keep the wolf from the door
The original saying may have been keep the wolf from the gate, which dates from at least 1470. By the 1500s the saying had become keep the wolf from the door, with the current meaning that it bears: see, for example, the 1645 quotation.
There is a suggestion that the phrase may have originated from French or German phrases. Compare the French manger comme un loup (“eat like a wolf”), and the German Wolfsmagen (literally “wolf’s stomach”) means “a keen appetite”.
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keep the wolf from the door (third-person singular simple present keeps the wolf from the door, present participle keeping the wolf from the door, simple past and past participle kept the wolf from the door)
- (idiomatic) To ward off poverty or hunger.
- They didn't earn much, but it was enough to keep the wolf from the door.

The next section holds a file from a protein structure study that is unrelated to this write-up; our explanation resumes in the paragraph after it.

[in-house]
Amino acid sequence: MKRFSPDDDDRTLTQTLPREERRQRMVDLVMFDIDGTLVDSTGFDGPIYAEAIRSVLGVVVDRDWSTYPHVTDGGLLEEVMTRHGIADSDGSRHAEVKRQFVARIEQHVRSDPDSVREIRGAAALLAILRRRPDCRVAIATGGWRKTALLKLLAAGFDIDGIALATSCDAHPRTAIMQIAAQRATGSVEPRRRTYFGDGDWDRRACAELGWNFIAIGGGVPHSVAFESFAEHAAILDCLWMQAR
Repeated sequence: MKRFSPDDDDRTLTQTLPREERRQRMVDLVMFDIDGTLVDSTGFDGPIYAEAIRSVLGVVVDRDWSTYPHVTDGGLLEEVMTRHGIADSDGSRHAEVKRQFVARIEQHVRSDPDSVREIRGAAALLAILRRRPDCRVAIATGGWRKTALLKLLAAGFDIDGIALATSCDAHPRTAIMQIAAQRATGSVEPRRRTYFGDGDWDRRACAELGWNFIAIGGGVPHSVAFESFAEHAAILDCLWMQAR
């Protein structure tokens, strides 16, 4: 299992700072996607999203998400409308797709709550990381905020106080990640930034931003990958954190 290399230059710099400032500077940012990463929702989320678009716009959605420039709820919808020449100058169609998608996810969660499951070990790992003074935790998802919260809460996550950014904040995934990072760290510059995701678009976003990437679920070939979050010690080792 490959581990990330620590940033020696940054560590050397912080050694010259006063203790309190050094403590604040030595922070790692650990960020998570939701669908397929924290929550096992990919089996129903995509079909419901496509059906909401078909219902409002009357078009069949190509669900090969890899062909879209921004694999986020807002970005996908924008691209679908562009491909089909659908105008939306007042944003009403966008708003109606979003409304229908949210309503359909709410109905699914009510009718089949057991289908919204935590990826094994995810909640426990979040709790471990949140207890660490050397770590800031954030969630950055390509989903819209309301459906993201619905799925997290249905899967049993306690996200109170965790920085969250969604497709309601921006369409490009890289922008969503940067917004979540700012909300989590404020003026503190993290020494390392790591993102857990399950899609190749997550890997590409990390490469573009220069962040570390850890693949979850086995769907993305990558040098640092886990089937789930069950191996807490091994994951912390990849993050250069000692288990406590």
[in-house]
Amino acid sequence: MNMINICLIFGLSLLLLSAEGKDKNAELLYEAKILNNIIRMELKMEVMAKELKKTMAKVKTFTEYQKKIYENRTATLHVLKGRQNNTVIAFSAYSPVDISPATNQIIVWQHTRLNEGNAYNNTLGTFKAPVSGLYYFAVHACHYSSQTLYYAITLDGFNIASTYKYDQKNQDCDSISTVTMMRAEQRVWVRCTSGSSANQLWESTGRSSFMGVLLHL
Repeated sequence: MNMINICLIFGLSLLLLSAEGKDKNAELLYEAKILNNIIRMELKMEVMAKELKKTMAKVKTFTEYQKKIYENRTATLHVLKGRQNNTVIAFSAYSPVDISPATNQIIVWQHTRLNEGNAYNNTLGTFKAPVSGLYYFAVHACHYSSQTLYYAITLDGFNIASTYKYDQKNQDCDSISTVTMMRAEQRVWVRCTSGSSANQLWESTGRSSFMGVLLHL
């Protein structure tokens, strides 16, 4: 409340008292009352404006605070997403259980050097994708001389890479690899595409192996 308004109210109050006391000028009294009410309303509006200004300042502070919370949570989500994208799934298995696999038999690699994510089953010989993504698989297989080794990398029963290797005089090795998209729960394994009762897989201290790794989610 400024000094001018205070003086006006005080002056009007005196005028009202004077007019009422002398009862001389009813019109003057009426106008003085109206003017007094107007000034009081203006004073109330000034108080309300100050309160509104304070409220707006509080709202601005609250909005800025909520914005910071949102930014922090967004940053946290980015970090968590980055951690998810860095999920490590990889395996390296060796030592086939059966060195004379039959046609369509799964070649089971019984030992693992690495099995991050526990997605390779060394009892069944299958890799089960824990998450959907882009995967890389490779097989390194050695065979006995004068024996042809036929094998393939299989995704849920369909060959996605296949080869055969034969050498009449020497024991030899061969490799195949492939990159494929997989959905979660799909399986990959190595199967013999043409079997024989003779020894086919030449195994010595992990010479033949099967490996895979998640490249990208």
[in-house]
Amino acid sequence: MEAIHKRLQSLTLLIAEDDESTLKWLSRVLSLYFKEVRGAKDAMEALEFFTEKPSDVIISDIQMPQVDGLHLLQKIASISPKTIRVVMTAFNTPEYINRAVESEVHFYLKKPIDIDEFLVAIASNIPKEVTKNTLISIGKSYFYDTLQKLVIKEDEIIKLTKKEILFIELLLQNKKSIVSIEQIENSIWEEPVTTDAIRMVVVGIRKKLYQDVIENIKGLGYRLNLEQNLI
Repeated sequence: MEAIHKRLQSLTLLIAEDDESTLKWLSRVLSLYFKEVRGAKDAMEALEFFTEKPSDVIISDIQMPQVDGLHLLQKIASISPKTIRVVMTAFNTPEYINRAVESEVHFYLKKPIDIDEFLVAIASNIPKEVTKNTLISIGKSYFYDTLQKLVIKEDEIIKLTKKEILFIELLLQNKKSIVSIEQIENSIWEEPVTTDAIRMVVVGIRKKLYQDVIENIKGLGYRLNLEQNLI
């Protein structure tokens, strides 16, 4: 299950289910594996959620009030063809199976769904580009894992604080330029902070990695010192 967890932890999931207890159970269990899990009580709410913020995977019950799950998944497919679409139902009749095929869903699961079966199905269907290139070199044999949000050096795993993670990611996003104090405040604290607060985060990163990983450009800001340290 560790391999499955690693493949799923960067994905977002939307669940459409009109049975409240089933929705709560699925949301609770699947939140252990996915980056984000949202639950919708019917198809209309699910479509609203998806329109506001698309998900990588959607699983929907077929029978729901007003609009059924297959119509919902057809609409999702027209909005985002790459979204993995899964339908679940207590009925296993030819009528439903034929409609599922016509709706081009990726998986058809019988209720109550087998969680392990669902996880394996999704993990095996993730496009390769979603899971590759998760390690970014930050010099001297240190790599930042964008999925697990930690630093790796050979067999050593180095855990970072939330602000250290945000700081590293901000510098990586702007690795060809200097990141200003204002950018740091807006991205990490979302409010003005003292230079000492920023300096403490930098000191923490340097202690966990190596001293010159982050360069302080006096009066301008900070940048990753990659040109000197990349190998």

- 1645 April 28, James Howell, “LX. To Tho. Young, Esq”, in Epistolæ Ho-Elianæ. Familiar Letters Domestic and Forren. […], volume I, 3rd edition, London: Printed for Humphrey Mos[e]ley, […], published 1655, OCLC 84295516, section VI, page 284:
- Indeed 'tis very fitting that He or She ſhould have wherewith to ſupport both, according to their quality, at leaſt to keep the Wolf from the Door, otherwiſe 'twere a meer madneſs to Marry; […]
- (idiomatic, humorous, euphemistic) To delay sexual ejaculation.
- ^ John Hardyng (January 1543), “The. xcviii. Chapiter. The Lamentacyon of the Maker of this Booke, and His Counsayle to My Lorde of Yorke, for Good Rule in the Realme of Englande”, in The Chronicle of Ihon Hardyng, […], London: In officina Richardi Graftoni, OCLC 702183961:
- Endowe hym now with noble sapience, / By whiche he maye the wolf werre frome the gate, / For wisedome is more worth in all defence, / Then any gold or riches congregate; […].
- ^ Notes and Queries: A Medium of Inter-communication for Literary Men, Artists, Antiquaries, Genealogists, etc., volume 4, issue 84, London: Bell and Daldy, 8 August 1857, OCLC 887525157, page 115.